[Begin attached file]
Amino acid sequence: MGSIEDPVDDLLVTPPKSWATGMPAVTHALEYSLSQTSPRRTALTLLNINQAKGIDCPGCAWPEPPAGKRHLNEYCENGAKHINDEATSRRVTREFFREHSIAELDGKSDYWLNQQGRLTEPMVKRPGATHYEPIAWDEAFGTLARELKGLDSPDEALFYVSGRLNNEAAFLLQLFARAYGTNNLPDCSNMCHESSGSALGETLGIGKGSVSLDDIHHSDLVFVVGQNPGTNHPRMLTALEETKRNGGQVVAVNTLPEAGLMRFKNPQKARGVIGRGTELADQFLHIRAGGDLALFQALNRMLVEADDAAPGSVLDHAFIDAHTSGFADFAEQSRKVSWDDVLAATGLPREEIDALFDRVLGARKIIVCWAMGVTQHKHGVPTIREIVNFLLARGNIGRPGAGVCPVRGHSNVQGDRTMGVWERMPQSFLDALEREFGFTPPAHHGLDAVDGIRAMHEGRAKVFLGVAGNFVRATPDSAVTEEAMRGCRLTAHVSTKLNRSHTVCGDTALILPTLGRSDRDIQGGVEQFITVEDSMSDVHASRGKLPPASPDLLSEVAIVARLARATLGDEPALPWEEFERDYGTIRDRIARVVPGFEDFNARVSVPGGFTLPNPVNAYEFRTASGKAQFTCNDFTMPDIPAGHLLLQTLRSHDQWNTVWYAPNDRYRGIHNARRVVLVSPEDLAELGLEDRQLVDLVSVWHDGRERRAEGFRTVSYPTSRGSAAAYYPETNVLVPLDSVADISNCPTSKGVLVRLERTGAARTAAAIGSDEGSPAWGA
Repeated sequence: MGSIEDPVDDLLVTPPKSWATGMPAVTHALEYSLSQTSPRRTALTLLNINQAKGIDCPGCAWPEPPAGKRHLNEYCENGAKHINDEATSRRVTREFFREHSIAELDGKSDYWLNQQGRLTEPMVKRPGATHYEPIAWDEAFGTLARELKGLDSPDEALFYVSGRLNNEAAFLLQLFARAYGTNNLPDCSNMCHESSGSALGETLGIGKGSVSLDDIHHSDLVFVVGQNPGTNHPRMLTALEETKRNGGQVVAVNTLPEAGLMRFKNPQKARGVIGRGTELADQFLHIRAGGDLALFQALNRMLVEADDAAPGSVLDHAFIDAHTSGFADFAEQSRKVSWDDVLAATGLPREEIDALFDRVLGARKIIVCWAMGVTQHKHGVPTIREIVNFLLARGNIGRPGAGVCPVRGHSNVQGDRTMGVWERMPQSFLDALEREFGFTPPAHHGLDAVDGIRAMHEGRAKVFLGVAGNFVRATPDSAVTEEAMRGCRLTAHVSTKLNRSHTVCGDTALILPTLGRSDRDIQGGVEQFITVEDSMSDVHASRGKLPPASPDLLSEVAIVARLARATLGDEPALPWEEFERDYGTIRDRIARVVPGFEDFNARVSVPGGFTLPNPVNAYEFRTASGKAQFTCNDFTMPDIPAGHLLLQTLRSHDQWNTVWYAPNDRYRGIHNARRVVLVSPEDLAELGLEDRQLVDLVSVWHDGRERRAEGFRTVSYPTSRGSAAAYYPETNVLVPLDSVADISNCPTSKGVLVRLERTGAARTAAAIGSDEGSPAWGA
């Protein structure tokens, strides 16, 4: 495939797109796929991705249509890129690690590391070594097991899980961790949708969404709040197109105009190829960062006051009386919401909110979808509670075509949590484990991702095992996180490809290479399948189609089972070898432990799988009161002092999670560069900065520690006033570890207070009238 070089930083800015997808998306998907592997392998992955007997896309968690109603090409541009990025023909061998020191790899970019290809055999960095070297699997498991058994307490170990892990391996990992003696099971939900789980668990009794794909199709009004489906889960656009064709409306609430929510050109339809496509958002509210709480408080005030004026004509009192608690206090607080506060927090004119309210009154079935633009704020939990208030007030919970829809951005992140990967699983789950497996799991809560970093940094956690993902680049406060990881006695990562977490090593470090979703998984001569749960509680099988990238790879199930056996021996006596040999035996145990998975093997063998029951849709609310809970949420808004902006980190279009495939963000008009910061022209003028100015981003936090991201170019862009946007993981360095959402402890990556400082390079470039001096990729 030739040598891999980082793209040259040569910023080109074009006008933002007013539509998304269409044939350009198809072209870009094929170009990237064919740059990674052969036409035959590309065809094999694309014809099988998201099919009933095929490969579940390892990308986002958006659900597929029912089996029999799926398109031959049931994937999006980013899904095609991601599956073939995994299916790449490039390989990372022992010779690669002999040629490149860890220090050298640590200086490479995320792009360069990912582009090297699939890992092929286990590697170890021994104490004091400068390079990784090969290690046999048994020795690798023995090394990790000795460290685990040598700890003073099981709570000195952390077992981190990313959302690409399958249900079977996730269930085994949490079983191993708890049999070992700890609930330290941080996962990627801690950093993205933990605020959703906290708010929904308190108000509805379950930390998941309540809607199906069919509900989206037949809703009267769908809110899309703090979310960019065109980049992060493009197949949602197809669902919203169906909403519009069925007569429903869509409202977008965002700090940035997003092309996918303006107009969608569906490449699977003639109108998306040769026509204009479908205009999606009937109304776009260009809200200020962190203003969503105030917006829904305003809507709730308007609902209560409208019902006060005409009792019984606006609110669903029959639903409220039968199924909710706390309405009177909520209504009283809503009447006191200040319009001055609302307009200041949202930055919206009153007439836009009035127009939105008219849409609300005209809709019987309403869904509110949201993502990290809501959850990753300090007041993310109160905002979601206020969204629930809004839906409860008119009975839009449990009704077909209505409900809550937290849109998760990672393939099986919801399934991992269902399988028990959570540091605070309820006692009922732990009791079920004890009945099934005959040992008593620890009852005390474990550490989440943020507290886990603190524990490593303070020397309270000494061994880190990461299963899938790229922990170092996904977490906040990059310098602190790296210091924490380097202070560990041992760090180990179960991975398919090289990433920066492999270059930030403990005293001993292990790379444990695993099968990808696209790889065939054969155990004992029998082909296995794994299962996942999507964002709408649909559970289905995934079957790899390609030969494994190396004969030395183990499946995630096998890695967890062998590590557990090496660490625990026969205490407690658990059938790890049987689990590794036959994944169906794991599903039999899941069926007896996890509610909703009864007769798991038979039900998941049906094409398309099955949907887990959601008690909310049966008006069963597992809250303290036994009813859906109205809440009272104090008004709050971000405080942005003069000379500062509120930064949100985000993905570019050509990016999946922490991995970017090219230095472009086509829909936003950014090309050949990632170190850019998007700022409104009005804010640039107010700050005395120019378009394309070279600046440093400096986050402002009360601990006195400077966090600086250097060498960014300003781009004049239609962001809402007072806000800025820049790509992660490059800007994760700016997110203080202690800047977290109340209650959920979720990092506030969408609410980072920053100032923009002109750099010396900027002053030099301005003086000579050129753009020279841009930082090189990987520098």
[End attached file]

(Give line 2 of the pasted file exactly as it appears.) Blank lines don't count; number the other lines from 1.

Repeated sequence: MGSIEDPVDDLLVTPPKSWATGMPAVTHALEYSLSQTSPRRTALTLLNINQAKGIDCPGCAWPEPPAGKRHLNEYCENGAKHINDEATSRRVTREFFREHSIAELDGKSDYWLNQQGRLTEPMVKRPGATHYEPIAWDEAFGTLARELKGLDSPDEALFYVSGRLNNEAAFLLQLFARAYGTNNLPDCSNMCHESSGSALGETLGIGKGSVSLDDIHHSDLVFVVGQNPGTNHPRMLTALEETKRNGGQVVAVNTLPEAGLMRFKNPQKARGVIGRGTELADQFLHIRAGGDLALFQALNRMLVEADDAAPGSVLDHAFIDAHTSGFADFAEQSRKVSWDDVLAATGLPREEIDALFDRVLGARKIIVCWAMGVTQHKHGVPTIREIVNFLLARGNIGRPGAGVCPVRGHSNVQGDRTMGVWERMPQSFLDALEREFGFTPPAHHGLDAVDGIRAMHEGRAKVFLGVAGNFVRATPDSAVTEEAMRGCRLTAHVSTKLNRSHTVCGDTALILPTLGRSDRDIQGGVEQFITVEDSMSDVHASRGKLPPASPDLLSEVAIVARLARATLGDEPALPWEEFERDYGTIRDRIARVVPGFEDFNARVSVPGGFTLPNPVNAYEFRTASGKAQFTCNDFTMPDIPAGHLLLQTLRSHDQWNTVWYAPNDRYRGIHNARRVVLVSPEDLAELGLEDRQLVDLVSVWHDGRERRAEGFRTVSYPTSRGSAAAYYPETNVLVPLDSVADISNCPTSKGVLVRLERTGAARTAAAIGSDEGSPAWGA